1

You must adjust the Antialiasing Quality to solve that issue. Go to menu Edit -> Preferences -> Appearance -> Graphics.. then adjust it.. That worked for me. I have Ubuntu 14.04 and Mathematica V9. Other solution is open a terminal and run: mathematica -mesa when opening.


1

I have successfully exported many 3D Mathematica objects in the .stl format (used for 3D printing). I use Cheetah3D on the Mac (now $69) to work with the object, add axes or colors, then export as a .dae for use in Collada environments like iBooks Author. Maybe Google Sketchup would also work; it has Collada as a native format but not sure what it imports. ...


3

Something like this? data2D = Import["http://pastebin.com/raw.php?i=0Liw8F1r", "NB"]; data4D = Import["http://pastebin.com/raw.php?i=zgrCRiQh", "NB"]; Find min and max values for the color data {min, max} = {Min[#], Max[#]} &@data4D[[All, -1]]; Now, I place a color in front of each polygon (like {color1, polygon1, color2, polygon2, ...}) when ...


4

In general, I don't think it's possible to use Texture directly with the built-in primitives such as Sphere and Cylinder. See also Texture mapping and resizing a sphere primitive in Mathematica. So you have to write your own replacement for those primitives. Since you specifically mentioned the Cylinder, I added the ability to handle Texture to my answer ...


1

you don't need to use m[x_,y_]:= simply as follow: m = 0.9*Exp[-((x - 1)^2 + (y - 1)^2)] + 0.5 Exp[-(3^2 ((x - 2.5)^2 + (y - 1.5)^2))]; Plot3D[m,{x, 0, 5}, {y, 0, 5}, PlotRange -> All]


8

We could do this with graph theory. Let's turn the polygon structure into a graph: g3 = Graph[UndirectedEdge @@@ Union[Sort /@ Flatten[polys /. {a_, b_, c_} :> {{a, b}, {b, c}, {c, a}}, 1]]] This creates a graph edge for each edge of each triangle, then filters it down to unique edges. For the 2D we need to first join the ends. Let's visually see ...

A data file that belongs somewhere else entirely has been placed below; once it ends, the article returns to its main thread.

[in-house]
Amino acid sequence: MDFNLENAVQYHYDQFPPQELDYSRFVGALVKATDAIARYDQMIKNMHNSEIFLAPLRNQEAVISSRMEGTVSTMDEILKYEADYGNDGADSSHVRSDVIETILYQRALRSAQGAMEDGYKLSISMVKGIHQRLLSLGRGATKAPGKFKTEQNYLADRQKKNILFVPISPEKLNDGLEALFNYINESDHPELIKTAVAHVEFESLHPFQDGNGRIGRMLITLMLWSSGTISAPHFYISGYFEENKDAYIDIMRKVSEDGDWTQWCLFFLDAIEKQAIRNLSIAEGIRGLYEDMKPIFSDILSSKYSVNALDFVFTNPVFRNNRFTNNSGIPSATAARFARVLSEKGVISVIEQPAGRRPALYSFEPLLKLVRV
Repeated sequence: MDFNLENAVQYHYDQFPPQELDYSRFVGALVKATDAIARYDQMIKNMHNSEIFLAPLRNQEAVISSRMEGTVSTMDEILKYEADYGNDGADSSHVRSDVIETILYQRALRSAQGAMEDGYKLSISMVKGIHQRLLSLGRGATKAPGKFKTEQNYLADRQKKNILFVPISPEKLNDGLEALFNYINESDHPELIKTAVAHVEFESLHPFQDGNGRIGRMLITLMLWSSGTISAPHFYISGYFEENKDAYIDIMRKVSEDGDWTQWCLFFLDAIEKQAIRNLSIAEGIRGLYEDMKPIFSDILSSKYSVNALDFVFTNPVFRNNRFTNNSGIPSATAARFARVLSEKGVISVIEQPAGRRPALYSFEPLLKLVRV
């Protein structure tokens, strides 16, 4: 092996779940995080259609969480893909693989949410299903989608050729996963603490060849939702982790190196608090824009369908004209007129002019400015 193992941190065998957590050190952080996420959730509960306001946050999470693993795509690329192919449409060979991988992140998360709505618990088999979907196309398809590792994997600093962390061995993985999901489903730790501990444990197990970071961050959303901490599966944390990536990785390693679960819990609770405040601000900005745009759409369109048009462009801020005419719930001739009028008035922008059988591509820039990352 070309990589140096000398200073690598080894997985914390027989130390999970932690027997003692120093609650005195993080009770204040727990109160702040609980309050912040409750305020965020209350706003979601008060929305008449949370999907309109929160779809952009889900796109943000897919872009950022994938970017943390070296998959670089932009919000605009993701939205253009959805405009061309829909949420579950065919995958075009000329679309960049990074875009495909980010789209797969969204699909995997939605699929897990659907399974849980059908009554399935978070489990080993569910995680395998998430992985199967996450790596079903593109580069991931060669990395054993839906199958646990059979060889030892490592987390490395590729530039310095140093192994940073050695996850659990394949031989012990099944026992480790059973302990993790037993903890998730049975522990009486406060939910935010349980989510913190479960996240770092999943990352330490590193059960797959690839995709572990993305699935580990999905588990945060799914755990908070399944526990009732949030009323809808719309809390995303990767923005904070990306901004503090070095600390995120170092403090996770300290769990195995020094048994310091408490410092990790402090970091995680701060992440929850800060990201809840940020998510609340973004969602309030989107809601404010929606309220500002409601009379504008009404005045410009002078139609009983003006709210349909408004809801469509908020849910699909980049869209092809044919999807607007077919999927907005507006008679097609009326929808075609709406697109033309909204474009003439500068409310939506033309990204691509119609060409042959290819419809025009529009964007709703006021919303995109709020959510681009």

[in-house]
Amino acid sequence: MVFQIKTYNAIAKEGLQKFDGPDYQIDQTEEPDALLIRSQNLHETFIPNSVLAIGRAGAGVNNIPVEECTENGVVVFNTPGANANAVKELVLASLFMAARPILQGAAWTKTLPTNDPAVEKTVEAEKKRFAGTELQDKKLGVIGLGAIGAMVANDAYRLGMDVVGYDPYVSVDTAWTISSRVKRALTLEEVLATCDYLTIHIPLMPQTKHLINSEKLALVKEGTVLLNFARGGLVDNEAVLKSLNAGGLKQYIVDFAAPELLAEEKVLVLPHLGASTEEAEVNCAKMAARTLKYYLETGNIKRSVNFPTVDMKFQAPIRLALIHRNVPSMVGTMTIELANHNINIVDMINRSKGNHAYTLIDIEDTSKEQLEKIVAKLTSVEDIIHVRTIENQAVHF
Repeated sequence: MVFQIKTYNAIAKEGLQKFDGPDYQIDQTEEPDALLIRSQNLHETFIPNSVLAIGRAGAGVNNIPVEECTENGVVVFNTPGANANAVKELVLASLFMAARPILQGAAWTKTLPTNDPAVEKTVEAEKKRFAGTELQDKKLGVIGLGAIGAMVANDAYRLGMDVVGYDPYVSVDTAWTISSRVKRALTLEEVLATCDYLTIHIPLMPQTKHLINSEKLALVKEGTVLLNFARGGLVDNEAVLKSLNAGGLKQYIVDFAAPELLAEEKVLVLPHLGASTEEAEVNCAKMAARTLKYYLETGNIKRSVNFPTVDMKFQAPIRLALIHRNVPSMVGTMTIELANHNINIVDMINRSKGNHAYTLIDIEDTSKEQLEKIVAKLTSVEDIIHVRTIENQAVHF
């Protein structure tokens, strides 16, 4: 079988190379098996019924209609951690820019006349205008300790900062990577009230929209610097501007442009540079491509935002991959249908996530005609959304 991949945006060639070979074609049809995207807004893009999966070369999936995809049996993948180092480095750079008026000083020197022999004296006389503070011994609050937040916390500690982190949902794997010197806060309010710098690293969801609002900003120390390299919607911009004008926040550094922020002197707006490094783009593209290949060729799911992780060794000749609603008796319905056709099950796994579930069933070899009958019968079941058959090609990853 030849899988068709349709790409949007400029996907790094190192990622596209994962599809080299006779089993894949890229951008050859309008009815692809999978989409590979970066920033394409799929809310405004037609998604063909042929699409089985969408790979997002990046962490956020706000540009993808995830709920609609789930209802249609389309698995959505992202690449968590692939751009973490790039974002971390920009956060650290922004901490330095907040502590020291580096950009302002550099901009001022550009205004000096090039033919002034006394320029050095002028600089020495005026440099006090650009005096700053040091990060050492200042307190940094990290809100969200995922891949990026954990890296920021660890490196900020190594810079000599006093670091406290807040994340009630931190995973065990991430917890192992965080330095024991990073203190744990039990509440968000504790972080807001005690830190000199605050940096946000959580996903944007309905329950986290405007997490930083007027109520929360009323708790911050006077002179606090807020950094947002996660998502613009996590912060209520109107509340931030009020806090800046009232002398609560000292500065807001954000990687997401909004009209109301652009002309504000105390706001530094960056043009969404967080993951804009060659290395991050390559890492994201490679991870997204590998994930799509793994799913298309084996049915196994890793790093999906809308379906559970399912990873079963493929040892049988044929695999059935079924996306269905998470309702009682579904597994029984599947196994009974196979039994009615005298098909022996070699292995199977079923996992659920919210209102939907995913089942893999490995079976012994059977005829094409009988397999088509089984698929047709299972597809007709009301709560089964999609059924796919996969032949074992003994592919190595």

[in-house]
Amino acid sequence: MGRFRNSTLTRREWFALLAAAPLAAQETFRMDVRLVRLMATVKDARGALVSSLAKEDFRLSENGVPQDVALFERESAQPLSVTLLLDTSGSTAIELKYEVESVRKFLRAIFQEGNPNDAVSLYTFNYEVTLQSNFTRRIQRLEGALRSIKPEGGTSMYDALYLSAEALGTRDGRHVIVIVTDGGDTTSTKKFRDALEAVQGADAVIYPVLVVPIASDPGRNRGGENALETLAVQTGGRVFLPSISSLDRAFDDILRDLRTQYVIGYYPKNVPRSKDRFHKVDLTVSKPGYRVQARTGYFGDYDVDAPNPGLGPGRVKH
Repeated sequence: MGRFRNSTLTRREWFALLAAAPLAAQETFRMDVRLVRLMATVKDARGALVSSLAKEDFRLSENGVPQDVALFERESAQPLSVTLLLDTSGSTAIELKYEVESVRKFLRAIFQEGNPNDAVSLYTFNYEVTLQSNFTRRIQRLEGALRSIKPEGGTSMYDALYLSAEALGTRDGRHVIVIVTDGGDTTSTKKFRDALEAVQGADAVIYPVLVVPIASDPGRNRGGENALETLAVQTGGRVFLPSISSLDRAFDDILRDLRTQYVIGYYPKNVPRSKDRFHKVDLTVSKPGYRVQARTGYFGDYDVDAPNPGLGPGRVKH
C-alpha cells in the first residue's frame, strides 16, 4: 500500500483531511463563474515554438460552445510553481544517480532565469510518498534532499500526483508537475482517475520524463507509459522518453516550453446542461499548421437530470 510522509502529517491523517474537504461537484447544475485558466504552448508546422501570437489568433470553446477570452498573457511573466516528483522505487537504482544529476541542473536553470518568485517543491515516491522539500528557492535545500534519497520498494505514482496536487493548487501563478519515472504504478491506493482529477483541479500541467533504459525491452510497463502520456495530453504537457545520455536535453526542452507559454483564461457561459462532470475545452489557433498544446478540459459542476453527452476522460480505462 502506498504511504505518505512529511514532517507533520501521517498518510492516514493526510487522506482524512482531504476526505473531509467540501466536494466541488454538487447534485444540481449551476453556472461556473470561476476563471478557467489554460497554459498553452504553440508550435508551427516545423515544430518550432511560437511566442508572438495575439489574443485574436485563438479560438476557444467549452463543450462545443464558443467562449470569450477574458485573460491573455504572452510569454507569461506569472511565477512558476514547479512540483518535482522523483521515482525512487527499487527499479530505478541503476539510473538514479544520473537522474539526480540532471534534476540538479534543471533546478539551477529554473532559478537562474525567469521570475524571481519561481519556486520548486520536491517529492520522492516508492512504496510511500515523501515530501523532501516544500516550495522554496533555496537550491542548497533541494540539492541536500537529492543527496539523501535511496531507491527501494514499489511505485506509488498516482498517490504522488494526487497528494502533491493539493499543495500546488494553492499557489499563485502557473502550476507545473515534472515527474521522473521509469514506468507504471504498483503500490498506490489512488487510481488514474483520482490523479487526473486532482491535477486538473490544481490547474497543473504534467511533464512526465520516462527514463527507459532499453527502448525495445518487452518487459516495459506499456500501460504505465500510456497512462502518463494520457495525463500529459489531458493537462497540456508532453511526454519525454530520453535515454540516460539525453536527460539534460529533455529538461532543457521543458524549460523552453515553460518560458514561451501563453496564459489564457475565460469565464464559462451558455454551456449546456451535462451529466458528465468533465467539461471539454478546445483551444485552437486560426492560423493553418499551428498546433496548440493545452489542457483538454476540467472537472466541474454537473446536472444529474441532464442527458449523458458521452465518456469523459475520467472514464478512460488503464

5

SeedRandom[4]; pts = Table[{x, y, 0.25 + UnitStep[30 - Abs[x] - 0.001] UnitStep[50 - Abs[y] - 0.001] (0.25/RandomReal[{0.1, 2}]^2)}, {x, -30, 30, 5}, {y, -50, 50, 5}]; ParametricPlot3D[ BSplineFunction[pts, SplineDegree -> 2][u, v], {u, 0, 1}, {v, 0, 1}, PlotRange -> All, Boxed -> False, Axes -> False, Mesh -> None, ...


2

It's not a TreeMap using non-rectangles. But maybe can expire someone to go beyond. I believe that I get a nice squarification using this article suggested by @M.R. The code is for Mathematica V10, and can be tested in the WolframCloud. I played with Associations and some others new MMA funcitons as Area and the new @* notation. (*Test Function*) ...


2

See if this will work. It should, since you can get the ImageDimensions of an imported GIF. Note: I changed r1, r2 to Graphics. You can apply f to Graphics or to Image. r1 = Graphics@Rectangle[{-1, -1}, {1, 1}]; r2 = Graphics@Rectangle[{-1, -1}, {0, 1}]; f[img_] := With[{g = ParametricPlot3D[{{t, 0, 0}, {0, t, 0}, {0, 0, t}}, {t, -1, 1}]}, Show[ ...


2

I'm not exactly sure what the output should look like, but I think part of the problem lies in the way you have described Inset, from the documentation: represents an object obj inset in a graphic. Note that your code does not have a graphic into which your Inset is, well, inset. If we redefine f: f[img_] := Show[ParametricPlot3D[{{t, 0, 0}, {0, ...